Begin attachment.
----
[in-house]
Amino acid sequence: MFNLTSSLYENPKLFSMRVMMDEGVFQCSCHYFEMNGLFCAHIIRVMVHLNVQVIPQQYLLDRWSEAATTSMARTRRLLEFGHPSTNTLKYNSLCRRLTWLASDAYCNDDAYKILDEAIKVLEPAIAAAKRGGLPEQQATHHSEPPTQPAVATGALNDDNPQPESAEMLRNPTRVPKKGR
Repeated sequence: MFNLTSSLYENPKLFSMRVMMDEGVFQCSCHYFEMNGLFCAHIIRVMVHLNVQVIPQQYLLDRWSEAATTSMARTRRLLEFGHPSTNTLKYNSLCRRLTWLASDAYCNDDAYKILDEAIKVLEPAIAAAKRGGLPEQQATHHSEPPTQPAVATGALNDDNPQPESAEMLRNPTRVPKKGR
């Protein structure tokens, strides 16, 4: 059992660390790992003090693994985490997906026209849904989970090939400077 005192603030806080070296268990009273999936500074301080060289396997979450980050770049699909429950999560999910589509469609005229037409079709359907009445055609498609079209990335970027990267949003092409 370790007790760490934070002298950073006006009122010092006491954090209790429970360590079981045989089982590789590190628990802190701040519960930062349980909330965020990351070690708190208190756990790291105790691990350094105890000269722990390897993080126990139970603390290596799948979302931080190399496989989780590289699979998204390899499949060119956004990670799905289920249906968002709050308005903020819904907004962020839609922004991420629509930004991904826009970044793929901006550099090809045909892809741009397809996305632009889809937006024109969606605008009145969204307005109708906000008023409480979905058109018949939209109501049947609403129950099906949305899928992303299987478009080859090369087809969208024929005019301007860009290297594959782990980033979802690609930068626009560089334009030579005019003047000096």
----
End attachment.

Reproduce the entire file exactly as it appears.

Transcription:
[in-house]
Amino acid sequence: MFNLTSSLYENPKLFSMRVMMDEGVFQCSCHYFEMNGLFCAHIIRVMVHLNVQVIPQQYLLDRWSEAATTSMARTRRLLEFGHPSTNTLKYNSLCRRLTWLASDAYCNDDAYKILDEAIKVLEPAIAAAKRGGLPEQQATHHSEPPTQPAVATGALNDDNPQPESAEMLRNPTRVPKKGR
Repeated sequence: MFNLTSSLYENPKLFSMRVMMDEGVFQCSCHYFEMNGLFCAHIIRVMVHLNVQVIPQQYLLDRWSEAATTSMARTRRLLEFGHPSTNTLKYNSLCRRLTWLASDAYCNDDAYKILDEAIKVLEPAIAAAKRGGLPEQQATHHSEPPTQPAVATGALNDDNPQPESAEMLRNPTRVPKKGR
């Protein structure tokens, strides 16, 4: 059992660390790992003090693994985490997906026209849904989970090939400077 005192603030806080070296268990009273999936500074301080060289396997979450980050770049699909429950999560999910589509469609005229037409079709359907009445055609498609079209990335970027990267949003092409 370790007790760490934070002298950073006006009122010092006491954090209790429970360590079981045989089982590789590190628990802190701040519960930062349980909330965020990351070690708190208190756990790291105790691990350094105890000269722990390897993080126990139970603390290596799948979302931080190399496989989780590289699979998204390899499949060119956004990670799905289920249906968002709050308005903020819904907004962020839609922004991420629509930004991904826009970044793929901006550099090809045909892809741009397809996305632009889809937006024109969606605008009145969204307005109708906000008023409480979905058109018949939209109501049947609403129950099906949305899928992303299987478009080859090369087809969208024929005019301007860009290297594959782990980033979802690609930068626009560089334009030579005019003047000096």